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Cuisine at home

Cuisine at home

May/June/July/August 2021

Whether you’re looking for approachable dinner options, unique entertaining ideas, or how-to help, Cuisine at home packs each issue with expert culinary advice and original test kitchen-approved recipes, all aimed at teaching and inspiring you in the kitchen so you can creatively cook with confidence, every time.

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United States
Active Interest Media
$6.49(Incl. tax)
$31.20(Incl. tax)
6 Issues

in this issue

2 min
light your fire

CAN YOU ANSWER THIS BURNING QUESTION: DOES THE FIRE CONTROL YOU, OR DO YOU CONTROL THE FIRE? Too often, people throw charcoal in a pile in the center of their grills, light it, and hope they don’t burn the heck out of everything. It’s not well understood that a charcoal grill can be controlled almost as easily as a gas grill. Here’s a little heads-up about how to take charge of your charcoal grill once and for all. #1 : START IT UP Most charcoal experts refuse to use starter fluid to ignite their charcoal. The pros use a chimney starter. Here’s how: Remove the cooking grate from your grill. Stuff crumpled, not compacted, newspaper in the bottom of the chimney, then load it to the brim with charcoal. Set the chimney on…

1 min
but what about protein?

Americans, on average, eat twice the amount of protein recommended by the USDA. But a variety of plants, grains, legumes, and fruits eaten over the course of the day contain enough plant proteins and amino acids to provide all the protein needed — making sure to “eat the rainbow of colors” when it comes to fruits and vegetables. Even the American Dietetics Association deems well-planned vegetarian diets healthful, nutritionally adequate, and beneficial in the prevention and treatment of some diseases.…

2 min
vegetarian for a day

If Paul McCartney, Al Gore, Natalie Portman, Hank Aaron, Albert Einstein, Thomas Edison, Mr. Rogers, and Mary Tyler Moore seem like a rather odd configuration of individuals, we’d be hard-pressed to disagree — but they have one thing in common: They all follow (or followed) a vegetarian diet. They’re not alone. Vegetarianism has been on the rise in the United States. The Vegetarian Resource Group’s 2020 poll places the number of vegetarians at around 15 million adults, with half of those being vegan. That also doesn’t account for the many more millions of adults following a vegetarian- inclined diet. And while you may not be a vegetarian, and you might not even know anyone who is (although that seems nearly impossible these days), many of you have told us that…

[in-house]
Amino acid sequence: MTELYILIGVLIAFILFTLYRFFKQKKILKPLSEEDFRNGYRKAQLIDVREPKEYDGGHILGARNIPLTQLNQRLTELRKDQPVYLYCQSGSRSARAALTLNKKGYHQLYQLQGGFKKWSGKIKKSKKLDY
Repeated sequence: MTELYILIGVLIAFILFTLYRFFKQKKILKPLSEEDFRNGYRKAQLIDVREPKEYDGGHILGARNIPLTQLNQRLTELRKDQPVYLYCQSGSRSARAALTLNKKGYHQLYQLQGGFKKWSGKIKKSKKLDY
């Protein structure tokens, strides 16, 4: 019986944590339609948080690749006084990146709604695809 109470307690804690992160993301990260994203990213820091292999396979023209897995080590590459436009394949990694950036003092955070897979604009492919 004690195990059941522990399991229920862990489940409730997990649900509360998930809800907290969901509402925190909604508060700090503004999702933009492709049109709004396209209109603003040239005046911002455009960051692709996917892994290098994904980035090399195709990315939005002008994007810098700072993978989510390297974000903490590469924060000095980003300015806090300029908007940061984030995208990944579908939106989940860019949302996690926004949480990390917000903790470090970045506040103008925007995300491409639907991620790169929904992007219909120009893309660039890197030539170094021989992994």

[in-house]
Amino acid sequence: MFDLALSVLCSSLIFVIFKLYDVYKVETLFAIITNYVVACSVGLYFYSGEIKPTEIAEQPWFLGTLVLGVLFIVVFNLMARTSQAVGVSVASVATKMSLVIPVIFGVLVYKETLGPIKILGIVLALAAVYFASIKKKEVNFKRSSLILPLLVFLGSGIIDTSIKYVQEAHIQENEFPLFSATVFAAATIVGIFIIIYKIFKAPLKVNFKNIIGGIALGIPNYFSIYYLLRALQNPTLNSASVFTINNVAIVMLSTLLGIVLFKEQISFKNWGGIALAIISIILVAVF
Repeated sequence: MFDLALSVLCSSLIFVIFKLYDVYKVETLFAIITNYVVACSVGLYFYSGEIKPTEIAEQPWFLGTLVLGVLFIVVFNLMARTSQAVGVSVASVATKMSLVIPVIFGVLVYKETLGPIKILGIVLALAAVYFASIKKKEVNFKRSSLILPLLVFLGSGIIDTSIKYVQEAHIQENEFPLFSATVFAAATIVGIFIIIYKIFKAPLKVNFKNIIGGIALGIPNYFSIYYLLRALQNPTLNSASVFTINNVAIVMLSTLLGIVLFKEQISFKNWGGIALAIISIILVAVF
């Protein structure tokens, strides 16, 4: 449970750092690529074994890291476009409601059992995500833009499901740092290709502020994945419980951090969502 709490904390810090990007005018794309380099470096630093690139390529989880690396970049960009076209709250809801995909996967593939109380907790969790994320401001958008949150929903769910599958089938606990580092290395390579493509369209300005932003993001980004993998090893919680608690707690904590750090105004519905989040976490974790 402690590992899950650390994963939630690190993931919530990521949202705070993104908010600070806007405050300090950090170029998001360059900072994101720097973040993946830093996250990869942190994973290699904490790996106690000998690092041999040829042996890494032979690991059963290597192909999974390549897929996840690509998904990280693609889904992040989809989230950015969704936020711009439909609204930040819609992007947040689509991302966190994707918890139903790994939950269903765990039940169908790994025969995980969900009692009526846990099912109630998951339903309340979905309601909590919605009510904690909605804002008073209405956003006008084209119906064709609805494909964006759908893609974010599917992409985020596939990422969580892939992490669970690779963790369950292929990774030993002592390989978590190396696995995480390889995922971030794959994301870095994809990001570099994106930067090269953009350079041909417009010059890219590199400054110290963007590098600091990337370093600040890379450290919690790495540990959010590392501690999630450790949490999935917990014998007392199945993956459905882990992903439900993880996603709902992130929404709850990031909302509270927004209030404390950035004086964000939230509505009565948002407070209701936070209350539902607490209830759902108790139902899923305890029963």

1 min
share the harvest

Community Supported Agriculture (CSA) is exactly what the name implies — farming that’s sustained by members of a community. It‘s a fantastic way to support local farmers, get to know how and where the food you’ll be eating is grown, try new and different produce, and become more active in your community. You also can choose to help with the gardening or distribution of the harvest. Operating expenses of a CSA farm are divided among the members. A single share typically consists of enough organic vegetables to provide a family of four with fresh produce for each week of harvest. Single persons and smaller families can split a share. Learn how you can get involved at localharvest.org/csa.…

1 min
shopping, growing & cooking green

REDUCE Each year 4–5 trillion plastic (polyethylene) bags are manufactured worldwide. Roughly 1 percent of these bags are getting recycled, leaving 1 billion to be thrown away by Americans. If every shopper used one fewer bag per month, it would eliminate the waste of hundreds of millions of plastic bags. Switching to reusable “green” bags and reusable produce bags is a simple way to reduce the clutter. Some stores even give you a credit at the checkout counter (or make a charitable donation) for each green bag you use. REUSE The problem with plastic water bottles is that most get thrown away; only about 30 percent are recycled. And, of that 30 percent, roughly one-fifth is processed to create new plastic bottles. Another concern is that reusing plastic bottles poses possible health risks…

2 min
local bounty

Summer Veggie Tart Aged goat cheese has tons more flavor than its softer cousin. Look for it where the specialty cheeses are. Makes 8 servings Total time: about 2 1/2 hours 11/2 cups all-purpose flour1/2 tsp. each table salt and black pepper6 Tbsp. cold unsalted butter, diced3 Tbsp. cold shortening, diced3 Tbsp. cold ice water11/2 each yellow squash and zucchini, sliced 1/8-inch thick11/2 red bell peppers, sliced 1/8-inch thick1/4 red onion, sliced 1/8-inch thick3/4 cup shredded aged goat cheese (2.5 oz.)2 Tbsp. thinly sliced basil1 Tbsp. olive oil Kosher salt and black pepper Pulse flour, table salt, and pepper in a food processor for the crust. Add butter and shortening; pulse until pea-sized. Add ice water; pulse to combine. Shape dough into a flat disk; chill at least 30 minutes. Preheat oven to 375°. Roll dough…